A few years ago I penned a number of articles on what I perceived were needed changes at the heart of capitalism. The Great Financial Crisis of 2007-2008 clearly evidenced that capitalism as we knew it had to update its modus operandi. For this reason, when I saw the list of available books to review, Professor Hart’s work caught my attention.
Capitalism at the Crossroads has a narrower focus than I would have liked as it centers its argument almost purely on sustainability via a “green economy.” Prof. Hart starts by tracing the history of socially responsible corporate behavior from its early days in the 1970s when such behavior was imposed through regulations and fines; he then transitions to the 1980s and 1990s strategies of pollution prevention and eco-efficiency, to end with the policies of eco-effectiveness of the last ten years.
In essence, in his new book Prof. Hart makes the case for two major strategic drivers: technology and Bottom of the Pyramid (BoP) approach.
Naturally, no one can argue with the merits of technology as a pillar of progress; however, technology is the result not only of strategic and flexible thinking but mostly of quality educational frameworks. This book focuses solely on the corporate strategy aspect and therefore does not deliberate on the subject of education but I would have liked to see this issue integrated in the analysis. In terms of technology as a disruptive weapon, Prof. Hart ponders at length on the concepts of “creative destruction” and “disruptive innovation” by economist Schumpeter and tries to adapt this classic capitalism model to his newer “sustainable” paradigm.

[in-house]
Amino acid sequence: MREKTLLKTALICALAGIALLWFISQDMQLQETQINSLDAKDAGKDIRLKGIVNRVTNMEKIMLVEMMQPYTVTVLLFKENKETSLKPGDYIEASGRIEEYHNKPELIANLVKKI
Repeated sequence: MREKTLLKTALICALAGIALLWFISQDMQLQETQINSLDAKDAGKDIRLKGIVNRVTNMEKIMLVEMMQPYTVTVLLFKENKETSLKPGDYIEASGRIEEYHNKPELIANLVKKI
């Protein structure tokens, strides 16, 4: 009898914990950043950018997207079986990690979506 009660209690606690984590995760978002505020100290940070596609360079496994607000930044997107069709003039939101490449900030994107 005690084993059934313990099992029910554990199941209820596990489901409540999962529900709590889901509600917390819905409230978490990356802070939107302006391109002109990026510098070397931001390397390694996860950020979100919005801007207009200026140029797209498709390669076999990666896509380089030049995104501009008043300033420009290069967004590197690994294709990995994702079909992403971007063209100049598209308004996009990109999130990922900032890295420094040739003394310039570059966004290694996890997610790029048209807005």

As far as the BoP approach, Prof. Hart mentions winning examples such as micro-financing to stress the need to include the four billion people sitting at the bottom of the pyramid in any winning economic model. The BoP debate sees two factions, those that see these four billion people as potential producers and eventually customers and those like Prof. Hart that see them as customers, producers, and partners simultaneously.
I found Prof. Hart’s book intellectually challenging albeit occasionally utopic. It is a must read for all interested in making an impact in business and in the global economy. While it is easy to disagree with a number of the book’s directives, Prof. Hart’s work is a useful spark for forward social thinking.